Wednesday, July 18, 2012

Understanding the roots of passive aggression

What are the roots of passive aggressive behavior?

Doing some research, focusing on the deep psychology of passive the same thing as looking for a deep, hidden wound, usually happened in the past. In the most damaging of cases,  having experienced childhood abuse or molestation produces "Wounded Inner Children," that are forgotten for years on.  

Men behaving from this wounded state of mind and heart usually really don't understand what is required of them to function as grown up men do. It doesn't matter the amount of begging, cajoling and threatening you can do, out of your loneliness, nothing motivates them to step up.

It is  even worst, because as more claims and demands rain on his head, the less he delivers; hiding more and more in the corner of his mind where this scared and wounded child lives for ever.

He is now a cornered child, unable to act as his age demands: failing at marriage and work, making bad financial decisions....because the part of his brain in charge of rational decision making is not working, he can't see the consequences his decisions have. Of course, now, he can't have either real empathy or provide support for others...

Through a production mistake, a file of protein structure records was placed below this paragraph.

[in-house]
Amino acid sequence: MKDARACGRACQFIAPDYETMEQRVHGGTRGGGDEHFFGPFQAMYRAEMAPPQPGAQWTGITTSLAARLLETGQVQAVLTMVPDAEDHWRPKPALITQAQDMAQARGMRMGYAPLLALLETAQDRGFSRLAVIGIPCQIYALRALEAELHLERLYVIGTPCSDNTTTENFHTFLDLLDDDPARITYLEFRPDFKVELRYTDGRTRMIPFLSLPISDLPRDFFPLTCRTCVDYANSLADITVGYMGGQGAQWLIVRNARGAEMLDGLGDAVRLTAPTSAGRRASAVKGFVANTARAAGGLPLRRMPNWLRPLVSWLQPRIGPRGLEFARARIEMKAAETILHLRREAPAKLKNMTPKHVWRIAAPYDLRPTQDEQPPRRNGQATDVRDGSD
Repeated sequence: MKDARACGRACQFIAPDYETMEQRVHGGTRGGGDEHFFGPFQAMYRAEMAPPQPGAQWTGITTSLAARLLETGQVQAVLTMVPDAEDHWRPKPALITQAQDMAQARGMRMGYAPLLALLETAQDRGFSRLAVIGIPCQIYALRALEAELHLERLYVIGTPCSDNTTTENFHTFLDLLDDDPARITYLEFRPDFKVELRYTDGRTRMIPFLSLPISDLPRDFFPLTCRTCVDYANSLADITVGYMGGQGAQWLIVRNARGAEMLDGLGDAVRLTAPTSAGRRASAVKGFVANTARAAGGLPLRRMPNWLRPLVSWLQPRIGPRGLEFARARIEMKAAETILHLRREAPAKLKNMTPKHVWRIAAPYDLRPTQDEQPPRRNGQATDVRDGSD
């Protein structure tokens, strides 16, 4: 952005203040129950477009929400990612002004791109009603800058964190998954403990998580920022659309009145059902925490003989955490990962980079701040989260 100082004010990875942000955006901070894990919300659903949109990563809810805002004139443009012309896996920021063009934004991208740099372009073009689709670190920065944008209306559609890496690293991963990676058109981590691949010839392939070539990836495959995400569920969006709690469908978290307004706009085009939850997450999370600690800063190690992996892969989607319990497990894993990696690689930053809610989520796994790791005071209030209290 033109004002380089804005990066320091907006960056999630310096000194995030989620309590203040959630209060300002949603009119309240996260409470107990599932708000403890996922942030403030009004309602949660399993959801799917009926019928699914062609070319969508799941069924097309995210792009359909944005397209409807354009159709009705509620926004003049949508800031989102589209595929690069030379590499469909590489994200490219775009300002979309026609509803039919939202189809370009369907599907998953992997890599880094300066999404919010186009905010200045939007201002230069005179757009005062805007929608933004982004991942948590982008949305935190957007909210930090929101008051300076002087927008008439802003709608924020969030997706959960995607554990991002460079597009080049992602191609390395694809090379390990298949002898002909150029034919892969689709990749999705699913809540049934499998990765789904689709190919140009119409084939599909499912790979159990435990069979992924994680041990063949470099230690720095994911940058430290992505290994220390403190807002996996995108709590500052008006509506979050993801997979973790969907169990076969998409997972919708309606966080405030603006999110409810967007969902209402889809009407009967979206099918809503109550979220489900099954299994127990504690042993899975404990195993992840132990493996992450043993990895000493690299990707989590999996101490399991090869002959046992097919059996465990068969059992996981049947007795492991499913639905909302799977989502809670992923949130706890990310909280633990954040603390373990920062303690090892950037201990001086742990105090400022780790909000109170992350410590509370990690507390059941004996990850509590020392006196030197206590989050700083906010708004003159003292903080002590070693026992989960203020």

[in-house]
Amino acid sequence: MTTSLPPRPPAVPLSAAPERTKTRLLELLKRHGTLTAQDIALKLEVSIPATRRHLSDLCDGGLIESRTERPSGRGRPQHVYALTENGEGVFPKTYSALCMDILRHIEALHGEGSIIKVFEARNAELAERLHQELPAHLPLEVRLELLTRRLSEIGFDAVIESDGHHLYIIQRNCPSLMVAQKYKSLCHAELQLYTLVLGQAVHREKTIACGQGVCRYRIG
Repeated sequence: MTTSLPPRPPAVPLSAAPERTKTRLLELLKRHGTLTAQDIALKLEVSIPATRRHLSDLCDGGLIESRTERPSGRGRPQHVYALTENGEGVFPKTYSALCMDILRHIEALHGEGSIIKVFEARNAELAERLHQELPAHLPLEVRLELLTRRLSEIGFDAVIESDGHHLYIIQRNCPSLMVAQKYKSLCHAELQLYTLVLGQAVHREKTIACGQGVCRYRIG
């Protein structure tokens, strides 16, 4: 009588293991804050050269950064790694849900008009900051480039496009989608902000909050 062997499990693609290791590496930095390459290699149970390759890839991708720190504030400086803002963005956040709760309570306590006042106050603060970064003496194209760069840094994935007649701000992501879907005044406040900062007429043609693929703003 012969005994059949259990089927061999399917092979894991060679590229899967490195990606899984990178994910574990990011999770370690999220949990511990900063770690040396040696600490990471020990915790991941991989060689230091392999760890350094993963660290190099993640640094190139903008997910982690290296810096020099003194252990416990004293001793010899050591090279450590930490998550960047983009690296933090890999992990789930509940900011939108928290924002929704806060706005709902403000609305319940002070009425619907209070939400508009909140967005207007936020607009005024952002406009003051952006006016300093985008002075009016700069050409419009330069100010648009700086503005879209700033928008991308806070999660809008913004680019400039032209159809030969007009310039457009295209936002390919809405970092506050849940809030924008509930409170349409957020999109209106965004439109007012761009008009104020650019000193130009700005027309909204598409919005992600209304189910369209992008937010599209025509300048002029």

Whatever abusive experience happened to him, he probably either doesn't remember (denial taking over and relegating the issue to his unconscious mind) or he can't bring consciously that experience to his present mindset and decide what to do with it. Ignorant of what is making him aloof, detached and suspicious of all intimacy, his way of connecting is flat and devoid of any emotional vibration but fear.

 The sexual molestation or abuse experience has shaped his mindset into one of mistrust and reactive defense against intimacy and trusting any other person in his life. He can act as if he is connected, but always scanning the environment for threats, enemies and invaders of his fragile self.

All this explanation is not enough for his partner, always searching for a magical solution which could open up his heart and allow him to connect.....I'm sorry to say that there is only deep, long therapy as a solution.

To start the process here are some ideal suggestions: 

  • Acknowledge his difficulty at behaving like an adult;
  • See the depth of frustration of people around him;
  • Work on remember his own trauma pain, and accept it.

His  "Wounded Inner Child" needs to be acknowledged, and helped at last.

Dr. Nora is a well known coach, conflict solver and trainer, and CEO of Creative Conflict Resolutions, Inc. Sign up for free, here on her blog, to be connected to her innovative conflict solutions, positive suggestions and life-changing coaching sessions, along with blog updates, news, and more! We can begin by you having a complimentary consultation with Dr. Nora. Visit her coaching site today to get expert relationship coaching and receive a plan for action to change your life. She’s ready to help!

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